World AIDS Day falls on December 1 and with numerous reports of advances towards a cure surfacing in a variety of online media, Health-e sorts the fact from the hearsay…
Here are the facts
There’s no discounting that HIV continues to be a major global public health issue that has claimed more than 35 million lives worldwide, in fact just last year, 1.1 million people died from HIV-related causes globally. There were approximately 36.7 million people living with HIV at the end of 2015 with 2.1 million people becoming newly infected with HIV in 2015. Here in Indonesia alone there is an estimated 690,000 people living with HIV with some 35,000 who have died from AIDS.
Sub-Saharan Africa is considered the most affected region with 25.6 million people living with HIV in 2015 and accounts for two-thirds of the global total of new HIV infections.For these many millions of people there is no cure for HIV infection however, effective antiretroviral (ARV) drugs can control the virus and help prevent transmission so that people with HIV, and those at substantial risk, can enjoy healthy and productive lives.
Further hopeful news: between 2000 and 2015, new HIV infections fell by 35% and AIDS-related deaths have fallen by 28% with some 7.8 million lives saved as a result of international efforts that led the global achievement of the HIV targets of the Millennium Development Goals.
Expanding antiretroviral therapy (ART) to all people living with HIV and using all the prevention choices available can help avert 21 million AIDS-related deaths and 28 million new infections by 2030.
Sifting through the media reports
Medical research and the media often make for an uncomfortable mix. Research on one hand can be slow going with a vagary of reports popping up along the way while media is fast paced and hungry for positive sound bites and certainty that a cure is around the corner.
A recent article of the success in extracting the HIV gene from infected cells has had substantial media interest however some of the media coverage exaggerated the study. Other reports use of attention grabbing headlines with the word “breakthrough” and that the “cure is near” is irresponsible. Health communications experts say the true breakthrough to look for will be reported in respected medical journals and not sub-standard online media outlets.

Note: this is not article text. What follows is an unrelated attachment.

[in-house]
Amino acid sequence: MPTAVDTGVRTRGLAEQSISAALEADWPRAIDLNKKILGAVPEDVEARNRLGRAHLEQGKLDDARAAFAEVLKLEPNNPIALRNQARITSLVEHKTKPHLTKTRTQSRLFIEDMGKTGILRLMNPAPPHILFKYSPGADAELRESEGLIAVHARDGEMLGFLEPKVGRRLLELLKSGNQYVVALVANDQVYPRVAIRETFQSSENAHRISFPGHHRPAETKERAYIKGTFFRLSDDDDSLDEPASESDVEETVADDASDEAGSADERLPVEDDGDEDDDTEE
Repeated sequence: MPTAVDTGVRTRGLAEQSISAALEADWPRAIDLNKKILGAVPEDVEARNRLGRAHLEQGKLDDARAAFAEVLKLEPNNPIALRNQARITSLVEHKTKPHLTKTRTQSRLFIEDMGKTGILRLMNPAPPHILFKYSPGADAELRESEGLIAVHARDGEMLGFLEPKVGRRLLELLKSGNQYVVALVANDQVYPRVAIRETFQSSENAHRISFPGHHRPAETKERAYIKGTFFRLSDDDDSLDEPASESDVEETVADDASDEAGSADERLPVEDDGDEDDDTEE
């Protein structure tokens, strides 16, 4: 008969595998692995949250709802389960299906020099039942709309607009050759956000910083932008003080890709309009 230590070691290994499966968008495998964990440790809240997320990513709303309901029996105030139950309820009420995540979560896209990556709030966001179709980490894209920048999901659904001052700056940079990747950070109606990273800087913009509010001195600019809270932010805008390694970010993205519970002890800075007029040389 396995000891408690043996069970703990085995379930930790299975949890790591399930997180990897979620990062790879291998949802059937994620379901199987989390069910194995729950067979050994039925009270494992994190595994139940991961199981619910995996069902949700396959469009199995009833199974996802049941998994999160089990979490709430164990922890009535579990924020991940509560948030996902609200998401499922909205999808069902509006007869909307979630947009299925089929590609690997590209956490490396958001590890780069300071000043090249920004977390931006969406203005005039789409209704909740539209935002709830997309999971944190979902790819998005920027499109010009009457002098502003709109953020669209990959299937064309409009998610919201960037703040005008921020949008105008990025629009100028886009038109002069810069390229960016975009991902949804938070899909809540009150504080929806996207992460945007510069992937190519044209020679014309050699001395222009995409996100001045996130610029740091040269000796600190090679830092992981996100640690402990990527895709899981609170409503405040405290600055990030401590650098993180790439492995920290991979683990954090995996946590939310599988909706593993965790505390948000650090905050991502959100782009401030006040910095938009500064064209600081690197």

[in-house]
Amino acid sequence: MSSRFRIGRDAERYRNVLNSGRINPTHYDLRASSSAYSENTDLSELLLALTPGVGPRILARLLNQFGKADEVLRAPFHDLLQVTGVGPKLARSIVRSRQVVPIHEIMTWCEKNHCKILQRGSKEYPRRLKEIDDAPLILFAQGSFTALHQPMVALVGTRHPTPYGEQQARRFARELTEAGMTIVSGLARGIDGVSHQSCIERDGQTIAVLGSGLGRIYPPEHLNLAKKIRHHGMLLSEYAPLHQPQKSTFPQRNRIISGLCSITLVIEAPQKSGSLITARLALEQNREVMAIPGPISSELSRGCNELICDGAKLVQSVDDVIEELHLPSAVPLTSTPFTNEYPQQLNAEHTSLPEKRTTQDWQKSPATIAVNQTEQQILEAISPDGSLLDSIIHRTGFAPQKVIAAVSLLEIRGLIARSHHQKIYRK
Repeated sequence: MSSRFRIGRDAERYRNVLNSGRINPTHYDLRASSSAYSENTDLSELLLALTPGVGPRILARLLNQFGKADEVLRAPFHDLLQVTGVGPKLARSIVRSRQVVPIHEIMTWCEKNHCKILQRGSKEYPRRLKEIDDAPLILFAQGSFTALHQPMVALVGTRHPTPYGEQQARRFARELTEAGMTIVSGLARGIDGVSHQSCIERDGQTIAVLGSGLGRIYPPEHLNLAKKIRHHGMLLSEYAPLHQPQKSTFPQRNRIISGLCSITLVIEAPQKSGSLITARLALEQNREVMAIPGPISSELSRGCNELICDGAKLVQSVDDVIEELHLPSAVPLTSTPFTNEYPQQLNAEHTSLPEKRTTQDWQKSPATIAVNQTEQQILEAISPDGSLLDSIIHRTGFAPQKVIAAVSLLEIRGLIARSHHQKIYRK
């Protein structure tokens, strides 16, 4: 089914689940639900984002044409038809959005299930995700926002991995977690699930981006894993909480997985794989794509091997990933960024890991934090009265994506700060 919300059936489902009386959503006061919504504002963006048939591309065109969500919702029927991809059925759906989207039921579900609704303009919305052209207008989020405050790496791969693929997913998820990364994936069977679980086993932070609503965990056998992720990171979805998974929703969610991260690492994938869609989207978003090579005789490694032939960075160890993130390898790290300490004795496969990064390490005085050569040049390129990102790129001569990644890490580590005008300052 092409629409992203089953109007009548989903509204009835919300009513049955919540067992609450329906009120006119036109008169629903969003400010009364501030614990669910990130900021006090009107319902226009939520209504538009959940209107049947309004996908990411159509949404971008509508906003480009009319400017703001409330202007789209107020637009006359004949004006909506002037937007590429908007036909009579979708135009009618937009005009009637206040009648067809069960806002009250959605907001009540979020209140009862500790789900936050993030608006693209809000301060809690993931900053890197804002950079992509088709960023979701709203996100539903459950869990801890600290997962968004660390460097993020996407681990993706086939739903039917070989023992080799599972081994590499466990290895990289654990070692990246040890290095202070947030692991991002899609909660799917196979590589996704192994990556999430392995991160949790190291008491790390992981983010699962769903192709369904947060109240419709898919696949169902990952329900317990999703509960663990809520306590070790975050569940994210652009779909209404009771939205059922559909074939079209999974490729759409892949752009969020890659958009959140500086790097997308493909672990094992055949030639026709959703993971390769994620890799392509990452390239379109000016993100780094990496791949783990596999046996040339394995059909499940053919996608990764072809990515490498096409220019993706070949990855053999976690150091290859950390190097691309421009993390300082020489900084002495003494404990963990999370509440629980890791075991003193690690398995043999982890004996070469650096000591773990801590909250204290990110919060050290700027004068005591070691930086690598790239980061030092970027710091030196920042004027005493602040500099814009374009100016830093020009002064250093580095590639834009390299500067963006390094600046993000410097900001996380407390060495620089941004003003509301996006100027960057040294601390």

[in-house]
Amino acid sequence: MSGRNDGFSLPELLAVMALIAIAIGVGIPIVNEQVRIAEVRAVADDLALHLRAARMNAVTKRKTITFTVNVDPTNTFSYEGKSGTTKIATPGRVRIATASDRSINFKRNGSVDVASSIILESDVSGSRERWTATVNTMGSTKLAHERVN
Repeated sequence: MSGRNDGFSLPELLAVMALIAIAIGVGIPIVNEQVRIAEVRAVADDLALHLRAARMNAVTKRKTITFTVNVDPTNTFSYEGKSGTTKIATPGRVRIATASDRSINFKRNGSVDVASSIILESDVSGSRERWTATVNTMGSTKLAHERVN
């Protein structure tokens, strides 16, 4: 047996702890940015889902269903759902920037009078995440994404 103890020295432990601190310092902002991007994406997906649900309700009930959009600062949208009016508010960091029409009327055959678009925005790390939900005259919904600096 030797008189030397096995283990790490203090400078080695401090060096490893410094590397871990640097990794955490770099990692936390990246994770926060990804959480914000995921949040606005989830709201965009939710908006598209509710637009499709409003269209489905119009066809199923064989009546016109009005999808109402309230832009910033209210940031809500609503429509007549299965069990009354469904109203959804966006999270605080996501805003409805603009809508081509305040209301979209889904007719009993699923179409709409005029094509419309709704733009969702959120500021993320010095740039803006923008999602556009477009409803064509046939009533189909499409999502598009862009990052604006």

The International AIDS Vaccine Initiative (AVI) website is one such reliable source for updates. In Sept. AVI published amongst other press reports: “New vaccination strategies successfully coach immune system to make powerful HIV-neutralizing antibodies.”
The report looks at how medical researchers are learning to spur the human body to produce HIV-blocking antibodies, which has been successful in mice mimicking the human immune system, according to five studies published in the research journals Cell, Immunity and Science.
“It’s early work, but we’re trying to rewrite some rules of vaccine development to overcome the extraordinary challenges of HIV,” says William Schief, TSRI Professor and Director of Vaccine Design for IAVI’s Neutralizing Antibody Center (NAC) at TSRI. “In a collaborative effort we have reached critical milestones, including the first proof ever that immunization with designer proteins can produce broadly neutralizing antibodies against HIV. The new results strongly support further developing these approaches toward testing in clinical studies.”
Since its founding in 1996, AVI has evolved from an advocacy organization primarily focused on making AIDS vaccine development a priority on the global public health agenda to become a full-scale research, advocacy and policy organization, capable of contributing to every phase of AIDS vaccine development
Health-e reporting with sources: UN aids.org; WHO; hiv.cure.com.au; International AIDS Vaccine Initiative